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Thursday, January 21, 2010
Catching up with Dale Earnhardt Jr.


CONCORD, N.C. -- Few voices in the NASCAR industry carry the weight Dale Earnhardt Jr.'s does. He can't grasp why he's such a big deal, but fact is, he is. On Wednesday, he addressed several key topics about the 2010 season during the media-tour stop at Hendrick Motorsports. Here's a quick peek:

• Danicamania

So, how's Danica Patrick progressing in stock cars?

Don't ask her high-profile team owner. He only knows what he hears.

Granted, he hears great things, but he hasn't seen it for himself just yet.

"Tony [Eury] Jr. and Kelley [Earnhardt] have to tell me what to do with Danica," Earnhardt said. "It's up to them. I'd be fun to be more involved, but driving this Cup car [requires] little distractions."

Junior said he hasn't seen Patrick since they formally announced her move to JR Motorsports back in mid-December. Patrick lives in Phoenix, Junior near Charlotte.

He said having Eury as part-owner of the team is key. He's fully invested in ensuring Patrick's success.

• Reality show

Speaking of distractions, Earnhardt can ill-afford any from the No. 88 Cup Chevy in 2010. He seems refreshed, invigorated. Was 2009 a wake-up call?

Negative.

"I appreciated how hard it was because it was a challenge for me from the very beginning," he said. "I won three races in the first half of my rookie year, and we'd won two straight Busch championships already. I thought, hell, we're gonna rock this deal just like Busch. Then we tanked out, so reality hit quick for me."

• Start me up (earlier!)

Earnhardt is the nostalgic type, loves old-school NASCAR and appreciates the sport's history like few others wheeling cars these days.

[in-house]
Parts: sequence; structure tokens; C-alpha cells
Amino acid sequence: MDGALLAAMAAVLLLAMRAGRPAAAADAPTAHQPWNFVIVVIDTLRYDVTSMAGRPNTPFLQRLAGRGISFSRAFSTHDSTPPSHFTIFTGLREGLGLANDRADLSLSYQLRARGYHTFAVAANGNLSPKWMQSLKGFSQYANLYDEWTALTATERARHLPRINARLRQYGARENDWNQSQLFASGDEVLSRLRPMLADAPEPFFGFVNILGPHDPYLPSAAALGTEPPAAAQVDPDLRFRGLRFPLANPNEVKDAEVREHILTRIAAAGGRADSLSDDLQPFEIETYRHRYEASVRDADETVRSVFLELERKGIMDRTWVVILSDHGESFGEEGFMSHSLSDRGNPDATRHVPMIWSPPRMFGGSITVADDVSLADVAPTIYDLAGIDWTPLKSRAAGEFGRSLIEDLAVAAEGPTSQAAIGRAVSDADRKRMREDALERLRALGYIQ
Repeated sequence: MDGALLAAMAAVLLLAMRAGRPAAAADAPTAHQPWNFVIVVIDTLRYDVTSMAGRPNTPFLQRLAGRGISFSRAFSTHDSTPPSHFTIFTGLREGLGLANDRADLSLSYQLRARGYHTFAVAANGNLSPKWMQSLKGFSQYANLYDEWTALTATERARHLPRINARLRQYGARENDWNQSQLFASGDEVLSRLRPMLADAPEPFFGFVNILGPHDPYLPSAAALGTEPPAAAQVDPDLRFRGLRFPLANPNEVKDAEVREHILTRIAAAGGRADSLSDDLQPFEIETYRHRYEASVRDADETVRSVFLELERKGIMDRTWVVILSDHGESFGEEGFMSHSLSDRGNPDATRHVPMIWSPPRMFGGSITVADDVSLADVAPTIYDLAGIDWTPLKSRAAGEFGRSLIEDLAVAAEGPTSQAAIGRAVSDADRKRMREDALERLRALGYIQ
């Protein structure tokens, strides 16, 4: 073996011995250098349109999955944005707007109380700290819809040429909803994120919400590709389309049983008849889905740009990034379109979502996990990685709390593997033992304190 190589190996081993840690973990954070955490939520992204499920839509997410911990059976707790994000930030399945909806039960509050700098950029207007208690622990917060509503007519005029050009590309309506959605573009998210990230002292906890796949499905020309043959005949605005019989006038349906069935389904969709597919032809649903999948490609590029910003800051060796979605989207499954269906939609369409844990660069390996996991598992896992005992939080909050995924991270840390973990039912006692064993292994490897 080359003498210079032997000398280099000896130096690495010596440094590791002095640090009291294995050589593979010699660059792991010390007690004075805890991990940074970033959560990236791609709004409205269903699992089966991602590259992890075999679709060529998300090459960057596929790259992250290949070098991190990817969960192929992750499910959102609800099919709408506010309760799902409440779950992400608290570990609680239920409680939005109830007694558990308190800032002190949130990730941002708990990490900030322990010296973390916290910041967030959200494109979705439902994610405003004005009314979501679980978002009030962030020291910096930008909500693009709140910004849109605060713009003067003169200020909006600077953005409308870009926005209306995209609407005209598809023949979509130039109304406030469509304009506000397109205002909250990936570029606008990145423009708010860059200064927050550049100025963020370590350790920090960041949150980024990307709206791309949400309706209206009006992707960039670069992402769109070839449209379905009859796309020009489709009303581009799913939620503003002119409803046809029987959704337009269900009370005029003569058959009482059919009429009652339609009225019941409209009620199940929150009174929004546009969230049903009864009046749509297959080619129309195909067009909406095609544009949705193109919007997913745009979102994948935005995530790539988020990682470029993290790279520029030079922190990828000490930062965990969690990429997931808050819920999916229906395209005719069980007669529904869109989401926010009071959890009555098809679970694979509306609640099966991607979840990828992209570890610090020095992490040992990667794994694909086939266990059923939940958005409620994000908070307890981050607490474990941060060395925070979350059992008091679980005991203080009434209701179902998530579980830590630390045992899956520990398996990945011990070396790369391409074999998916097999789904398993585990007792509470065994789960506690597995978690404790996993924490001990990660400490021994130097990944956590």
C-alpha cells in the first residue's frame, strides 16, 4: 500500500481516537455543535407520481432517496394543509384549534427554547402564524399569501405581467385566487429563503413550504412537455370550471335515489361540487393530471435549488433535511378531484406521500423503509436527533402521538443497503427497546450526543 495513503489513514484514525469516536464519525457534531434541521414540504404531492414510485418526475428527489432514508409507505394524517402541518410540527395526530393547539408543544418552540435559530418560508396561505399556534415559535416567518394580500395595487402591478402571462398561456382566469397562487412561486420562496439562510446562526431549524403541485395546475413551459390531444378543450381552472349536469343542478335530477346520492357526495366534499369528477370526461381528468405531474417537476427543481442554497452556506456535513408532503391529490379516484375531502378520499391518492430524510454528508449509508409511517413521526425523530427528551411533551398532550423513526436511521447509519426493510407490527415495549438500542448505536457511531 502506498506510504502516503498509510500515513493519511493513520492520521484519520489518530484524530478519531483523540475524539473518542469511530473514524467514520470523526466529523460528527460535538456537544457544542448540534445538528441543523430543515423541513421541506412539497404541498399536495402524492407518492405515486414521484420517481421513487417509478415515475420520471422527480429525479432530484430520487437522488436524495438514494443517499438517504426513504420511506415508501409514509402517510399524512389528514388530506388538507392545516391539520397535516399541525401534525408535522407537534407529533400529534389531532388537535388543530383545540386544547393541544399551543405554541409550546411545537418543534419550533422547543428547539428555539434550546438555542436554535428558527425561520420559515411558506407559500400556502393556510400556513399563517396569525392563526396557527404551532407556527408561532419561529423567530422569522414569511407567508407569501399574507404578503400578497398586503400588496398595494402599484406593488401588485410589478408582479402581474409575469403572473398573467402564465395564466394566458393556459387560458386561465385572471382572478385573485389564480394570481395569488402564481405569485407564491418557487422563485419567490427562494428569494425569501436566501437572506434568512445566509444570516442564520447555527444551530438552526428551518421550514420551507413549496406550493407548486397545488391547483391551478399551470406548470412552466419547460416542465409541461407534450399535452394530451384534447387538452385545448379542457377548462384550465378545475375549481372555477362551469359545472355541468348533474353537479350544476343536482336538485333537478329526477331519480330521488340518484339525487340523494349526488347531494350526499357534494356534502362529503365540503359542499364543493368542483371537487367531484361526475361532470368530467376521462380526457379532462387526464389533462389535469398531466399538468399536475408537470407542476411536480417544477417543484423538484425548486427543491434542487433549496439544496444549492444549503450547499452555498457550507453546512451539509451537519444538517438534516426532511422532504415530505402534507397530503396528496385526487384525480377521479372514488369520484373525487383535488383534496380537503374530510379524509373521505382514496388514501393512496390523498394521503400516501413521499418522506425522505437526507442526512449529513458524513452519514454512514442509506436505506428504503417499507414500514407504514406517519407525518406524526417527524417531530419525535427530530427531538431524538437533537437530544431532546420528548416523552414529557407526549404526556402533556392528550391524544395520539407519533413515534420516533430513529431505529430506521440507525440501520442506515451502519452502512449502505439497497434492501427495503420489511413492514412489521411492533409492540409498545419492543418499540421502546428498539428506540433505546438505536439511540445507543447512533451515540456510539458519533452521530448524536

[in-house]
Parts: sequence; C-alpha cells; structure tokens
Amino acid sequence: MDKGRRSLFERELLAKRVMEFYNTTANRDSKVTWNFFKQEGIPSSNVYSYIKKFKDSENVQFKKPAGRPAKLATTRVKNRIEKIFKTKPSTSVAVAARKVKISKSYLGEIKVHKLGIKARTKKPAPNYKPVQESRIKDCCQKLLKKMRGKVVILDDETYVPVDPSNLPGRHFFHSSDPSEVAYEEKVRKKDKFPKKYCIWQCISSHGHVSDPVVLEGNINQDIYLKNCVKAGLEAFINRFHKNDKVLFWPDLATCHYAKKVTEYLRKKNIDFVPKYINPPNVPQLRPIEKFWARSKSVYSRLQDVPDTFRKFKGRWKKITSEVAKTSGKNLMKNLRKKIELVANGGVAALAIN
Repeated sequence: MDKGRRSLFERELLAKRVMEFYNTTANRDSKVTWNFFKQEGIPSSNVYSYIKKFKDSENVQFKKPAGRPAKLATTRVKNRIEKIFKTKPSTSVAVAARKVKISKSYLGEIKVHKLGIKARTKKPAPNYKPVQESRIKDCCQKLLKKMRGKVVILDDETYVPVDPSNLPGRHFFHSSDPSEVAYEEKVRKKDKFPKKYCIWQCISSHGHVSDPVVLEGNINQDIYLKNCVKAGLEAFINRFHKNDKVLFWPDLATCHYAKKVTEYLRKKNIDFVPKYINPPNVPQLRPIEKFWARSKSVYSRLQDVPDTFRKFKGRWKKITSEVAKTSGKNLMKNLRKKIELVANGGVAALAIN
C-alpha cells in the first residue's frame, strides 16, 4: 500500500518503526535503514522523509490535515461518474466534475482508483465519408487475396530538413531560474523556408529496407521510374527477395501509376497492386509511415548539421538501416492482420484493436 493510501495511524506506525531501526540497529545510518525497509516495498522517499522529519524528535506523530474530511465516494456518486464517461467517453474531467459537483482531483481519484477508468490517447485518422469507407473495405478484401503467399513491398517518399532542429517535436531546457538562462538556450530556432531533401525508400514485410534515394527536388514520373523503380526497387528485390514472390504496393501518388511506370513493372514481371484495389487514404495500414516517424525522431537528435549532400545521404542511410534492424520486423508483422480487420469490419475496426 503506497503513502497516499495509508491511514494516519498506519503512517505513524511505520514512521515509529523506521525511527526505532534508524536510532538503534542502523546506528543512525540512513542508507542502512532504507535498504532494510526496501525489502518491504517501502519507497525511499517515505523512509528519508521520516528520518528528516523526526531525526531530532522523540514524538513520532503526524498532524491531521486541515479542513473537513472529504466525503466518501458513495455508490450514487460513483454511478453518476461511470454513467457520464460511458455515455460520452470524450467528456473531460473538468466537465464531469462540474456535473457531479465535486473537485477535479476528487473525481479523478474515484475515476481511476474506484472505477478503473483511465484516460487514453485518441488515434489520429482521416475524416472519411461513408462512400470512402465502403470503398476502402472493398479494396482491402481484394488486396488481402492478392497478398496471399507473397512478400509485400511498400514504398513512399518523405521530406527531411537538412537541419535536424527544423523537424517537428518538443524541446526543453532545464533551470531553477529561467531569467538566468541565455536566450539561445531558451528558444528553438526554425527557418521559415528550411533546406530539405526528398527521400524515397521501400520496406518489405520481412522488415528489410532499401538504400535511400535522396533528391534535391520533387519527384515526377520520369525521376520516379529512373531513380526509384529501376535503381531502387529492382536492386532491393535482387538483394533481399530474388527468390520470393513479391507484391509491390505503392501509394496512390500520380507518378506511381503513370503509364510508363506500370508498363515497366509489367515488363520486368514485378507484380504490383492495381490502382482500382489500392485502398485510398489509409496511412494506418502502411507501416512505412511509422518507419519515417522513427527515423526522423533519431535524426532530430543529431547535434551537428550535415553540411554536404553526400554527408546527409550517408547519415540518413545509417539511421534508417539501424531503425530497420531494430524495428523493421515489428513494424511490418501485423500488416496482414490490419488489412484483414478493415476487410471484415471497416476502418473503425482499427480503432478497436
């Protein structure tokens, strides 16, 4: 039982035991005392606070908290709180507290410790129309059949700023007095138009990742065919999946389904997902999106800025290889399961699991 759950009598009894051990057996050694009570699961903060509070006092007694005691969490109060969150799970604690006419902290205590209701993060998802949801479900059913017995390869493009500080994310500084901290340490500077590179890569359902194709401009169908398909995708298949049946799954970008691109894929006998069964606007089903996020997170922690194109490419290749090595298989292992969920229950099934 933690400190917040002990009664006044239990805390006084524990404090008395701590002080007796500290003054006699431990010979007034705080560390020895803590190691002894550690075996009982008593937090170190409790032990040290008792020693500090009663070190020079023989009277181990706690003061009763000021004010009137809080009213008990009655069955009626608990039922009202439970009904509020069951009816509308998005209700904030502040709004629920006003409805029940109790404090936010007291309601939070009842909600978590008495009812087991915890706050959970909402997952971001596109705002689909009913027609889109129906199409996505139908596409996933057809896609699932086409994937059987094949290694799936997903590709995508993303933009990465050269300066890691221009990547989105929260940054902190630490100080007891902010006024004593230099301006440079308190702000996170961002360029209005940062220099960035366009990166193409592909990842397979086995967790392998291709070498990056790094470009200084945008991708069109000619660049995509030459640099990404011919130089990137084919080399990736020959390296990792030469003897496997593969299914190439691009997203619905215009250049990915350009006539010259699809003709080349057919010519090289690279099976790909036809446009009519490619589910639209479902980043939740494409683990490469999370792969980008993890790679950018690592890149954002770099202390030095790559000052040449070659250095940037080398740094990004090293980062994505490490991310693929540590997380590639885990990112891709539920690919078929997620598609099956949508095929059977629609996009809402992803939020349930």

Evidence of his homage to days gone by: The Speed Channel show he once hosted (still may; I have no idea) about long-lost competition, and a penchant for emulating historic paint schemes with his own cars.

At Darlington in 2008 he ran Darrell Waltrip's '80s-era Mountain Dew No. 88, and it was the baddest-looking ride to grace the track in years. His driving suit, incidentally, was even better.

Then he one-upped himself with Buddy Baker's late-'70s Gray Ghost, black with silver numbers. It was even sharper than the Dew car.

That love of history is the main reason he's such a proponent of NASCAR's decision to implement unified, earlier start times.

It whisks him back to childhood.

"I'm super-happy about [the start time change]," Earnhardt said. "When I was a kid, one thing I counted on was rushing home from church to catch the start of the race. There's something really awesome about that routine."

He's right.

Many longtime fans remember it well.

• Chemistry experiment

Though some drivers -- Carl Edwards, for example -- don't believe in it, it seems chemistry is vital to many teams' success in NASCAR. Earnhardt isn't sure he's ever experienced great chemistry.

"I can't really say that I've really been in a situation yet where I feel like the chemistry for me was really golden," he said. "I've been with some great teams, and had good wins and great success at certain periods of time in my career. But it's hard for me to really be able to point out what exactly great chemistry is just yet."

Lance McGrew may be just the guy to show him. They're buddies off the track as well. For Junior, that's paramount.

"I get along great with Lance and we have a lot of fun, and I think that's important that we enjoy being around each other, and we can kind of build on that friendship and learn from each other at the racetrack in our work ethic and work habits," Earnhardt said. "That stuff should work itself out. I definitely think we're going in the correct direction, which is good compared to where we were going last year."